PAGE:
My first three dogs.

Nowadays it seems like everywhere I go, there are people complimenting me on my dogs.  How calm they are, how well behaved they are, or even just how focused they are on me and the task at hand.  Compliments such as these that gave me the confidence to begin taking the idea of dog training as a career quite seriously.   If you saw me today, with my whole pack in perfect harmony, even with distractions in the area, you would think I was born with a gift.  The truth is I was not.  My dog training skills only came to me after a bit of tragedy, a crazy boxer, a total bitch, and her daughter.  

When I was just a small child, we had a dog named "Josie".  Other than the general idea of the dog, I don't remember much about her.  I was just a small child at the time and we didn't have Josie very long.  The only real memory I have even relating to Josie is that of my mother saying, "We took Josie to a farm where there is an old lady and no children."  You see, Josie, like many dogs, had made a mistake.  She thought she was protecting the house from a dangerous intruder, but it was only a 6 year old little girl.  At the vet's office they told my mom;"she is part chow-chow, there is no way to keep her in a house with children, you need to put her to sleep."  When my  mom came home without Josie it was too hard for her to tell us the truth.  The truth was, it was a lack of structure and training that set her up to fail, not just her DNA.  

A number of years later, my sister pushed and prodded my parents to get another dog.  She wrote them letters and made promises and eventually they got her a boxer we named Puck.  I have fond memories of snuggling with him, watching him run around the house like crazy, and seeing him sit on the couch like a person.  Other than that, most of the memories I have of him are terrifying.  There was that one time I came home from school to find that he had eaten a box of snail poison, or the time I let him off leash and he promptly ran away as fast as he could.  One time, he dragged my little brother down the street, and many times he escaped he ran head on towards moving cars.  The gates were constantly being reinforced, the trash cans latched shut, and the screen door replaced with plexiglass so that he could not destroy it.  At the time, we just thought "Puck was a crazy dog", and left it at that.  We had no idea that once again it was just a lack of structure and training that led to his insane behaviors.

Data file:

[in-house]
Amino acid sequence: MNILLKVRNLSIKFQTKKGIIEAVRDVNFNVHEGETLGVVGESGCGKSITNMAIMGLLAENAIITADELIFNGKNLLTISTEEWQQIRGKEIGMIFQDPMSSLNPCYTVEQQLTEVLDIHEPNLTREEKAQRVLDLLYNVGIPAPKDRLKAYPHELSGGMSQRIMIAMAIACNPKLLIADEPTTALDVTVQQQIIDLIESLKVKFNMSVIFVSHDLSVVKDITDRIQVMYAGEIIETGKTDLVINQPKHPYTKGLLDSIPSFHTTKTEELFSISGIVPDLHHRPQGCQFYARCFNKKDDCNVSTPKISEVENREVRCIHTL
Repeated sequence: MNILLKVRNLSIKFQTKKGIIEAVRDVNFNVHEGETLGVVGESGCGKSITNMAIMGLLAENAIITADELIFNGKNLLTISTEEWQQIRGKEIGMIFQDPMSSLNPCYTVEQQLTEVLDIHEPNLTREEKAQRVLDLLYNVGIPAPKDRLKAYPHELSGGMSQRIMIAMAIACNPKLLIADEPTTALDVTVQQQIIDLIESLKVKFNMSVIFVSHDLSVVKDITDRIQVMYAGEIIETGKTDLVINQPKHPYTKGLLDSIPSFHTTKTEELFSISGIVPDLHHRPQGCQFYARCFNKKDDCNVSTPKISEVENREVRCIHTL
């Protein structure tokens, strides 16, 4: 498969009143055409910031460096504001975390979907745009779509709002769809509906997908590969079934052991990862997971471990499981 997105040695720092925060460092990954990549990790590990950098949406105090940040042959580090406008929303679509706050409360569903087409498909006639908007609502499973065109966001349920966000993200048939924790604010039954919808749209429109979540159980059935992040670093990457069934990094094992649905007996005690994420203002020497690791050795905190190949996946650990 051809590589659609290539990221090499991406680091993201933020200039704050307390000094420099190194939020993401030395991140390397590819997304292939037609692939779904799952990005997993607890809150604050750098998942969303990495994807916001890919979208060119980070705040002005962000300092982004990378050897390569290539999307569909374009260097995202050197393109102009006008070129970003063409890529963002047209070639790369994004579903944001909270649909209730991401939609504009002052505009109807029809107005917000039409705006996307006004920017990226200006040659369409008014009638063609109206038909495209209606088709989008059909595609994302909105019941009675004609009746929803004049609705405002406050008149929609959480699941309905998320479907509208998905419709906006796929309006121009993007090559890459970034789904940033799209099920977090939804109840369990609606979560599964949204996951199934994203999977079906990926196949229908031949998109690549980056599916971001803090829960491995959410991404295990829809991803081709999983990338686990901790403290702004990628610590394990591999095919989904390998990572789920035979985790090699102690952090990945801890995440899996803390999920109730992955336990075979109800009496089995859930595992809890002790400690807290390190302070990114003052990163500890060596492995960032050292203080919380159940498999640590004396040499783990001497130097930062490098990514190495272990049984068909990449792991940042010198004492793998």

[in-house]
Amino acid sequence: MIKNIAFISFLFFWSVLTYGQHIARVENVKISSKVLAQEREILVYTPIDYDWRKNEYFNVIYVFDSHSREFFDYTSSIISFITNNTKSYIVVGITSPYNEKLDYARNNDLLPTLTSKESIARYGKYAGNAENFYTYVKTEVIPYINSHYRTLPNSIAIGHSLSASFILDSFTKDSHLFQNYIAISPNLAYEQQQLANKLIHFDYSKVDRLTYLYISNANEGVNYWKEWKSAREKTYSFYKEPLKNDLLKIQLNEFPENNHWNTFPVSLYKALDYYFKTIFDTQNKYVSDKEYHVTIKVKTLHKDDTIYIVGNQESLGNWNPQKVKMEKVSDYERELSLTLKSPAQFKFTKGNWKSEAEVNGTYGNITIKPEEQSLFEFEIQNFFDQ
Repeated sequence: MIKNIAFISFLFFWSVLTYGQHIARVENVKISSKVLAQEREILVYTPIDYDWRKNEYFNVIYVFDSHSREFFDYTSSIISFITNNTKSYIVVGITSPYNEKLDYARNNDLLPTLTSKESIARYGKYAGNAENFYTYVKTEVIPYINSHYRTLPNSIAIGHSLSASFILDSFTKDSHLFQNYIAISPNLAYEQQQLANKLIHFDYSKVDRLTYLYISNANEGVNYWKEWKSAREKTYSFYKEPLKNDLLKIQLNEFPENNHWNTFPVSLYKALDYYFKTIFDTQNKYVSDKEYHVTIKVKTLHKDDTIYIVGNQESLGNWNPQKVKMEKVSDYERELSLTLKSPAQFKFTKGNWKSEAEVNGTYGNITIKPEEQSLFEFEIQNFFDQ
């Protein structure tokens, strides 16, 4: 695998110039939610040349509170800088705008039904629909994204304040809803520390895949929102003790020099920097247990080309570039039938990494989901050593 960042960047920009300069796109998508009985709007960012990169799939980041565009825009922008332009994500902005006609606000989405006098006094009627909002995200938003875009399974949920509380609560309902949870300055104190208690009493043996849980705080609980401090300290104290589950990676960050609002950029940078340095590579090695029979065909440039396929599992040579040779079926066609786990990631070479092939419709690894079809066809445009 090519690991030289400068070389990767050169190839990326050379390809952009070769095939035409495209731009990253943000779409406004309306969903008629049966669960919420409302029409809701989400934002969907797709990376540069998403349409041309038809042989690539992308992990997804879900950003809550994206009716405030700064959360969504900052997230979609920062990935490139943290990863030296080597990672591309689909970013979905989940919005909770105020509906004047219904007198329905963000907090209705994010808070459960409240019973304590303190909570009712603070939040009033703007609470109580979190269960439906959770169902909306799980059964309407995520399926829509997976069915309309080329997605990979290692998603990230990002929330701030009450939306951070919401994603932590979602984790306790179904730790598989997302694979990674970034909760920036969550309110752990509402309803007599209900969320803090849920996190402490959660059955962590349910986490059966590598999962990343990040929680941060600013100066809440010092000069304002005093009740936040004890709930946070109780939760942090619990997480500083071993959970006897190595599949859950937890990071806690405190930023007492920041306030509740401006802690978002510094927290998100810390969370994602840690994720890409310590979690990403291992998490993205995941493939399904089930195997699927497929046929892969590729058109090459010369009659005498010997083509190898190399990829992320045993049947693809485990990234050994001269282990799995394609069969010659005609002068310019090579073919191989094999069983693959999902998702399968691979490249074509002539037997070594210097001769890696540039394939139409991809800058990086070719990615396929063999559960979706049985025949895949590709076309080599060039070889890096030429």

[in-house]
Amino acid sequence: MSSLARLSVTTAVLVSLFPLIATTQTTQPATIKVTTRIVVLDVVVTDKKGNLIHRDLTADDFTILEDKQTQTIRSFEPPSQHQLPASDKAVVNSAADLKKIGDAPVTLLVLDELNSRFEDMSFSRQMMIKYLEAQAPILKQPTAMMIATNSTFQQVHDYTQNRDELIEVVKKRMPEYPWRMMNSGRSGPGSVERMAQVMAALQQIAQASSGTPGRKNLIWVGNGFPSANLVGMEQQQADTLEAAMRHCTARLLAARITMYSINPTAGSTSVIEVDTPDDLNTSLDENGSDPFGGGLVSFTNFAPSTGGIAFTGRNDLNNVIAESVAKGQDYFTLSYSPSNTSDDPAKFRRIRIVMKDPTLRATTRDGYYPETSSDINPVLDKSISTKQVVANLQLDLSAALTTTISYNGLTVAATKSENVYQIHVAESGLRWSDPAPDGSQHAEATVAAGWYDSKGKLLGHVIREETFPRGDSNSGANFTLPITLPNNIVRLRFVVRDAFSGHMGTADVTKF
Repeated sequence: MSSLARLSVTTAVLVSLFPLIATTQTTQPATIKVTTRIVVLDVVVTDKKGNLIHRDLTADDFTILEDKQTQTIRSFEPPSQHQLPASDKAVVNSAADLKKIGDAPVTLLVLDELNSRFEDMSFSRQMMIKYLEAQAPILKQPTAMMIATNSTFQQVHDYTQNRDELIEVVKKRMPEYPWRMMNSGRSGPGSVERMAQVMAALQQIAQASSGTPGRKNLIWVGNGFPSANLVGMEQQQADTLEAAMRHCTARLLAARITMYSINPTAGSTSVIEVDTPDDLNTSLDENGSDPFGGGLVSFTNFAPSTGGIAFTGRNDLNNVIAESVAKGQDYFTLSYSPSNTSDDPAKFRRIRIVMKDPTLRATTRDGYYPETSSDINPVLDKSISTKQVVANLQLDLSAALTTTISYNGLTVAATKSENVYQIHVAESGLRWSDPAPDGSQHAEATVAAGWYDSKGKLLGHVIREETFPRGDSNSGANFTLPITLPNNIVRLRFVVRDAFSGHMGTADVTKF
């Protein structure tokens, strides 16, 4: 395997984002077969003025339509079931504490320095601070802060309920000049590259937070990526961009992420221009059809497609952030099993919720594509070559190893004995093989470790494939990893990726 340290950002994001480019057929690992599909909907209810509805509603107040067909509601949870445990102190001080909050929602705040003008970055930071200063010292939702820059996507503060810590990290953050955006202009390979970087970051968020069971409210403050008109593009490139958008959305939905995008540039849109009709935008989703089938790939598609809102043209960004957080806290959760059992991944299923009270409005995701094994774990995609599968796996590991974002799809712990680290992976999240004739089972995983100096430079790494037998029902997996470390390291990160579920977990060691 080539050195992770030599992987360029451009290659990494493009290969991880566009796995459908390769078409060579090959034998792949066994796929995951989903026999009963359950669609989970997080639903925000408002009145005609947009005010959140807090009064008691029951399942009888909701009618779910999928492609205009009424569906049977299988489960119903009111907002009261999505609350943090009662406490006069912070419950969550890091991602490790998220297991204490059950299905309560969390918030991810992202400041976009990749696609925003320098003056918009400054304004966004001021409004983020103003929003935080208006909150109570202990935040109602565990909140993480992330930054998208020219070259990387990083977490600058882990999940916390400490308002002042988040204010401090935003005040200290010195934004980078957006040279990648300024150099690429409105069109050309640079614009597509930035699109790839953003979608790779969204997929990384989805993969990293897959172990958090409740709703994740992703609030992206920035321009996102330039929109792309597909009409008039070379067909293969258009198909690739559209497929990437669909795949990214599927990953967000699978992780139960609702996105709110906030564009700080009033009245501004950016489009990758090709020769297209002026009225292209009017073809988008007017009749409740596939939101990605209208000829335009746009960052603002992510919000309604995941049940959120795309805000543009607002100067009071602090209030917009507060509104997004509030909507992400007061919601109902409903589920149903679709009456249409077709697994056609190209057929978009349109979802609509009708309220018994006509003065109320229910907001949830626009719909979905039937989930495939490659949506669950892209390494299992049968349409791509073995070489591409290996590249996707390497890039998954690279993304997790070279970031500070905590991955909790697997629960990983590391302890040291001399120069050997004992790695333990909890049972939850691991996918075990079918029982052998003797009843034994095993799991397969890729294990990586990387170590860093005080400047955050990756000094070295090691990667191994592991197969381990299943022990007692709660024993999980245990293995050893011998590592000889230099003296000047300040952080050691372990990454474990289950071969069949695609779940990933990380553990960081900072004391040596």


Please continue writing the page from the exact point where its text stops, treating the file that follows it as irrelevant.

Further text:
One day when I finally was an adult and thought that owning a dog was a responsible decision, I got my first dog.  From the time I got her at 8 weeks old, she was anxious, afraid, dominant, and aggressive.  In addition, this dog didn't care about food, or treats, or affection, or praise.  Within a few weeks of owning her I knew that if I didn't train her, she was going to end up biting someone and likely would get put to sleep.   This dog just wanted to do whatever she wanted to do, and I was either in the way of that or a part of it, those were the only options to her.  This is when I was really forced to understand not just how to teach a dog to sit, but how to teach a dog all about life and the world we live in.  To this day she still challenges me to learn how to be a better leader and dog owner, and for that I am always grateful.  

In the big scheme of things, it wasn't long ago that I was fearfully chasing my childhood dog down the street while it joyfully ran towards moving cars.  It wasn't that long ago that another childhood dog got put to sleep for biting a kid in the face.  It wasn't that long ago, when I got my first dog, and I realized I was in way over my head.  Looking back, the funny thing is, I don't even realize how far I have come.  I forget that at one time I had no idea what it was that made a person have a dog listen to them and follow them with no leash.  I just thought that people got "good dogs" that somehow just automatically understood what to do.  It was only the reality that my own dog showed me, that led me to start learning what I know now.  If not for her, I would still be in the dark.  

Eric Stokell